Thursday, April 14, 2011

Hike #2 - Parting Thoughts and Observations

I usually learn a lot on my hikes across the AT and this trip is no different.  First thing I learned is that Georgia is a beautiful state.  I love my N.C. mountains and think they are the most beautiful mountains on earth, but they had better watch out...the Georgia mountains could easily take that title away.  They are absolutely gorgeous and I can't wait to visit them again soon. We hiked 30.8 miles on this section which brings my total miles hiked thus far to 50.9.  Only 2,124.10 miles to go.

Another thing learned... I'm not as young as I used to be.  Those of you that know me well are probably saying, "Gee, Mike, you are just now figuring that out?".  Old age creeps up on us all and when you catch it doing so it usually is depressing at first.  Whether it was struggling to "converse" with some of the younger hikers or when I almost gave Grayson my cholesterol medication instead of the Advil he age was on full display for the entire forest to see.  It helps that there are hikers and adventurers even older than me out there doing their thing.  I'll definitely keep them in my mind as I plan the next hike.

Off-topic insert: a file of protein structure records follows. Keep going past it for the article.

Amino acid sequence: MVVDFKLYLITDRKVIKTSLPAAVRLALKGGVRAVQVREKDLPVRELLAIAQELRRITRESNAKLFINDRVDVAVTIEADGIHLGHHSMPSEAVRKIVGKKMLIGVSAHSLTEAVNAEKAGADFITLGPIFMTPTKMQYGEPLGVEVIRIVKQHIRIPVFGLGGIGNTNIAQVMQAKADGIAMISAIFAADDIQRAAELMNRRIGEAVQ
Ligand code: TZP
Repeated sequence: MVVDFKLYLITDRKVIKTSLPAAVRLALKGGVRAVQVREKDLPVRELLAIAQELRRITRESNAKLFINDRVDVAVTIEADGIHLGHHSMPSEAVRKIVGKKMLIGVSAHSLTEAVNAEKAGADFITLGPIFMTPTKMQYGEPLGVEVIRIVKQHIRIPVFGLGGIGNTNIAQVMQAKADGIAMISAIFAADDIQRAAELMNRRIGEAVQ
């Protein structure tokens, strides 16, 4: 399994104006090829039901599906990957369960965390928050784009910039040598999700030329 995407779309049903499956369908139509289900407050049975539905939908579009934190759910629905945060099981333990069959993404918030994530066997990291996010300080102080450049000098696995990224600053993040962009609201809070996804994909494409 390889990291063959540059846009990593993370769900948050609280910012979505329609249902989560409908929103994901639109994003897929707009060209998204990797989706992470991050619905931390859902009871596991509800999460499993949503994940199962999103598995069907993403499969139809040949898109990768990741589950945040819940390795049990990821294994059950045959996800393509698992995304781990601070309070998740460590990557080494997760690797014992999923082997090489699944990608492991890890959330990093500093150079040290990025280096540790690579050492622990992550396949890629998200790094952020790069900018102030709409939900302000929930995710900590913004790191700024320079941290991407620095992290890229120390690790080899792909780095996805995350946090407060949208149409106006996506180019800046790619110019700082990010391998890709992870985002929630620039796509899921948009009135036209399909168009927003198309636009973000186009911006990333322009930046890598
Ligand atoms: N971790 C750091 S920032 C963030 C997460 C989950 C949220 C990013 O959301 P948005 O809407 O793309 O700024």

My trail name?... well, I'm still working on it.  Grayson calls himself "Tin Man" and that is a fitting name since he is raising money for the Children's Heart Foundation and the Tin Man is a reference to the Tin Man from The Wizard of Oz.  That's a cool name and makes sense.  For me... well Grayson wanted to call me "Working On It" since that is what I continued to say to other hikers that asked, but that ranks right up there with "Lasagna" that the dude from my previous hike waned to call me.  I know the right name is out there somewhere.  Maybe I'll have a contest to see who can give me my perfect trail name.  Who knows?  If I don't find the right name soon... it is sure to find me.